Alcoholism linked to domestic violence: calls for strict government policy

HARM: Domestic violence is often linked to alcoholism.

HARM: Domestic violence is often linked to alcoholism.

THERE has been much disturbing news to think about recently, but this week I’ll focus on alcohol's devastating impact on children and families, which was revealed in a new report, The Hidden Harm.

Sadly, alcohol abuse is no stranger to us. White Australia’s foundation was after all a convict colony rife with it. Its pillars were the Four “Gs” of Grog, Guns, God and Gambling, exemplified in the Rum Corps, the Rum Rebellion, and the Rum Hospital (now the NSW Parliament building).

The 1914 to 1918 wartime prohibition measure of the early closing did not cut down alcohol consumption but instead resulted in the “Six O’ Clock Swill”, and probably contributed to our culture of binge drinking. And now the Foundation for Alcohol Research and Education (FARE) report includes the most comprehensive findings to date on alcohol-related family and domestic violence in Australia and presents a startling and confronting picture.

Alcohol is involved in up to two of every three domestic violence incidents and as many as half of all child-protection cases, depending on the state or territory.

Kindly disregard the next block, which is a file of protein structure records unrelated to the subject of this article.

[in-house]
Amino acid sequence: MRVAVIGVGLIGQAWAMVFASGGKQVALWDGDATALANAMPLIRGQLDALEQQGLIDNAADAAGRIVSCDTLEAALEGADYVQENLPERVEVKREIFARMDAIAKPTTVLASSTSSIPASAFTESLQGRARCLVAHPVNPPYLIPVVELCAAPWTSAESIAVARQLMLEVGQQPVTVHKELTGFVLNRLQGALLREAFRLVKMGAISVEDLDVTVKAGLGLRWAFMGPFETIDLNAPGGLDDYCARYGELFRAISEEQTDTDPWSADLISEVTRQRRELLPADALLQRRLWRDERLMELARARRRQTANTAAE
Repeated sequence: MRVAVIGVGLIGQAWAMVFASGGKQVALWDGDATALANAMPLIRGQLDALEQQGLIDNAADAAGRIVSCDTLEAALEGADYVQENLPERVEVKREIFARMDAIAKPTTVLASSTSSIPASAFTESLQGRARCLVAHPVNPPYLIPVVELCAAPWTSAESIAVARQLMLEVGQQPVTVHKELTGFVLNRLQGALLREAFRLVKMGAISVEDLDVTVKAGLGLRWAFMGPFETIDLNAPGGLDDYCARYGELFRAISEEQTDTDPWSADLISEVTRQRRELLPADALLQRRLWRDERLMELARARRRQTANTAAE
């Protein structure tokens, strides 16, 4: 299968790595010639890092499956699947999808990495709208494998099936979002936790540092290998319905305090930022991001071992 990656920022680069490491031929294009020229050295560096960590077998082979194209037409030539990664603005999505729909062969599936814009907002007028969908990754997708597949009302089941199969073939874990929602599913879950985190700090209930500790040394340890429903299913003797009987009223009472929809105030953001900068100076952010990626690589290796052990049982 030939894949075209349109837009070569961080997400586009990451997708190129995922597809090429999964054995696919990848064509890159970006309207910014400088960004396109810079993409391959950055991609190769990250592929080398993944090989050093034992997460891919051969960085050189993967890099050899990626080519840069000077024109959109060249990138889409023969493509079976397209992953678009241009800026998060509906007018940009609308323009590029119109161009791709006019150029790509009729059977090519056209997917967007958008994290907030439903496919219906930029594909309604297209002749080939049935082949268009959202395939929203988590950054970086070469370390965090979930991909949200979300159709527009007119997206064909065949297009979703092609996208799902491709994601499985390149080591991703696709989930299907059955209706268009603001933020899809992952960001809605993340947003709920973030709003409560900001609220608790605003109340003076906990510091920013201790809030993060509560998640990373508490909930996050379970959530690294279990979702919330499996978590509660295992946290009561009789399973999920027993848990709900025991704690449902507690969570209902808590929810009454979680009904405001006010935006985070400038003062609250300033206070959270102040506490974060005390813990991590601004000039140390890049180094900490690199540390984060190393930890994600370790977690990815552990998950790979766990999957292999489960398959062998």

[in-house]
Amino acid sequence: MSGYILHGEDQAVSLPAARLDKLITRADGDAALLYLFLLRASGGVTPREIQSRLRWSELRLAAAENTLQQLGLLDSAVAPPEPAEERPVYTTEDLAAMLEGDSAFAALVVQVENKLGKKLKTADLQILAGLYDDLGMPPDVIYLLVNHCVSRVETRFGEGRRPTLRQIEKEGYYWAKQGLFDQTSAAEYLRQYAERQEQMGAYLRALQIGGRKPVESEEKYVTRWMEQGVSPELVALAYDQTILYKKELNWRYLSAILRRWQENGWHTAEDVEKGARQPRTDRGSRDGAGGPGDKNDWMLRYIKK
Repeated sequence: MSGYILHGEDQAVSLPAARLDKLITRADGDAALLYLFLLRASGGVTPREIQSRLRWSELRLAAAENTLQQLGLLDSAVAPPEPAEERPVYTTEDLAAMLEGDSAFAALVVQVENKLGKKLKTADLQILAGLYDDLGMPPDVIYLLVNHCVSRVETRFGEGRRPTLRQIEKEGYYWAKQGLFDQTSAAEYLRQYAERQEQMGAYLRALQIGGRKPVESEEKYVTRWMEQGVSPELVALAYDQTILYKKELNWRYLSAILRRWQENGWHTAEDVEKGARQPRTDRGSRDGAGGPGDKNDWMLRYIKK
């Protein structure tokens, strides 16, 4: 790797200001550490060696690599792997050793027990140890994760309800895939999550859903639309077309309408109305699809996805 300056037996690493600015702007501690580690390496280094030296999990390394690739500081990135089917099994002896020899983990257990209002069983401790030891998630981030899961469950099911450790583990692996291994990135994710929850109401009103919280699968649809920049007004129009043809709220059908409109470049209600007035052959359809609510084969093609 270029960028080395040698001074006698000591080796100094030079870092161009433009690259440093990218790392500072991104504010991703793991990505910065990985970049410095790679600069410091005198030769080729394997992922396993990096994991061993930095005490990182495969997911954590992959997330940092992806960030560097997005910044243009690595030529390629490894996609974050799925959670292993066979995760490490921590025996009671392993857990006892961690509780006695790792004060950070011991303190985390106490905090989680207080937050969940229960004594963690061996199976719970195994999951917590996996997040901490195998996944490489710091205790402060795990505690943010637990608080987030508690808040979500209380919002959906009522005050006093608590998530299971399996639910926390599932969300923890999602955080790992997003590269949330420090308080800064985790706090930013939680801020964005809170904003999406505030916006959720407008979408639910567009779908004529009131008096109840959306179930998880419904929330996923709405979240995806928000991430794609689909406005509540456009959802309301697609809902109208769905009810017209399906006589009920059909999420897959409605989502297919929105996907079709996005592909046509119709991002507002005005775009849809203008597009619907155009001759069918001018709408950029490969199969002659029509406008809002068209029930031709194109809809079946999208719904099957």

Although these harms are “hidden”, the title of the report is something of a misnomer, because while these harms might way well be hidden, the harms are well known, so useful policies need to be not only researched, but then implemented. FARE has put forward some firm policy proposals.

The policy options include measures that focus on preventing such violence before it happens, intervening early to prevent further harm and ensuring adequate service responses for people most in need.

The policies take a public health approach – an approach successfully and extensively used in the alcohol harm-prevention field and one being increasingly applied to family and domestic violence frameworks.

However, useful though such policy development is, it is not a replacement for government action. Yet to date, the Australian government response to alcohol's implication in family violence has been grossly inadequate. 

They need to look at wider issues, and as the evidence mounts of the extent of alcohol harm in Australia, but also of the many sound and proven strategies for addressing those harms, it is now time for governments to act. 

- Ray Goodlass


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